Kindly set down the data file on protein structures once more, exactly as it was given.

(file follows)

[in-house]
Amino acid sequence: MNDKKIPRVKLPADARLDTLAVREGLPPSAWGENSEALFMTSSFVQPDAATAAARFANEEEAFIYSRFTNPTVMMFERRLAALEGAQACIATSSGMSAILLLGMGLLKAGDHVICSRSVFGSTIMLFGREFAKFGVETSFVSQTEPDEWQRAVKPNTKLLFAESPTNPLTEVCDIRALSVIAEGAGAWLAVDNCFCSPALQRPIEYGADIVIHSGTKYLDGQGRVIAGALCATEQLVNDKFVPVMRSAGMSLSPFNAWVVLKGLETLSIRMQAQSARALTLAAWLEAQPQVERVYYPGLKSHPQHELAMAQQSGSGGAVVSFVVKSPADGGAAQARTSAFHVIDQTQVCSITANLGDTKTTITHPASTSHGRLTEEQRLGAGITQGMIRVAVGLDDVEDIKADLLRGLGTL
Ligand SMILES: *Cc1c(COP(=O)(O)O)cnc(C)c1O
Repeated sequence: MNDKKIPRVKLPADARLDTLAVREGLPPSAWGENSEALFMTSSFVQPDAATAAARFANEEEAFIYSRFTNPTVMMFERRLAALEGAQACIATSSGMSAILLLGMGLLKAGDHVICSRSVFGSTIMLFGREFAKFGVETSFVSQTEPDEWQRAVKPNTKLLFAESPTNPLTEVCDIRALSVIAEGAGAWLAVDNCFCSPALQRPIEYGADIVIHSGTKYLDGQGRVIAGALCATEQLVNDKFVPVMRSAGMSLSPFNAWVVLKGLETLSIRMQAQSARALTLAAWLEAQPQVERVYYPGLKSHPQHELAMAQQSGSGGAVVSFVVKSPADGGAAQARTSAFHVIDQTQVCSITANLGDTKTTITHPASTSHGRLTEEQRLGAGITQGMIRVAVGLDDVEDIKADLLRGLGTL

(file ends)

[in-house]
Amino acid sequence: MNDKKIPRVKLPADARLDTLAVREGLPPSAWGENSEALFMTSSFVQPDAATAAARFANEEEAFIYSRFTNPTVMMFERRLAALEGAQACIATSSGMSAILLLGMGLLKAGDHVICSRSVFGSTIMLFGREFAKFGVETSFVSQTEPDEWQRAVKPNTKLLFAESPTNPLTEVCDIRALSVIAEGAGAWLAVDNCFCSPALQRPIEYGADIVIHSGTKYLDGQGRVIAGALCATEQLVNDKFVPVMRSAGMSLSPFNAWVVLKGLETLSIRMQAQSARALTLAAWLEAQPQVERVYYPGLKSHPQHELAMAQQSGSGGAVVSFVVKSPADGGAAQARTSAFHVIDQTQVCSITANLGDTKTTITHPASTSHGRLTEEQRLGAGITQGMIRVAVGLDDVEDIKADLLRGLGTL
Ligand SMILES: *Cc1c(COP(=O)(O)O)cnc(C)c1O
Repeated sequence: MNDKKIPRVKLPADARLDTLAVREGLPPSAWGENSEALFMTSSFVQPDAATAAARFANEEEAFIYSRFTNPTVMMFERRLAALEGAQACIATSSGMSAILLLGMGLLKAGDHVICSRSVFGSTIMLFGREFAKFGVETSFVSQTEPDEWQRAVKPNTKLLFAESPTNPLTEVCDIRALSVIAEGAGAWLAVDNCFCSPALQRPIEYGADIVIHSGTKYLDGQGRVIAGALCATEQLVNDKFVPVMRSAGMSLSPFNAWVVLKGLETLSIRMQAQSARALTLAAWLEAQPQVERVYYPGLKSHPQHELAMAQQSGSGGAVVSFVVKSPADGGAAQARTSAFHVIDQTQVCSITANLGDTKTTITHPASTSHGRLTEEQRLGAGITQGMIRVAVGLDDVEDIKADLLRGLGTL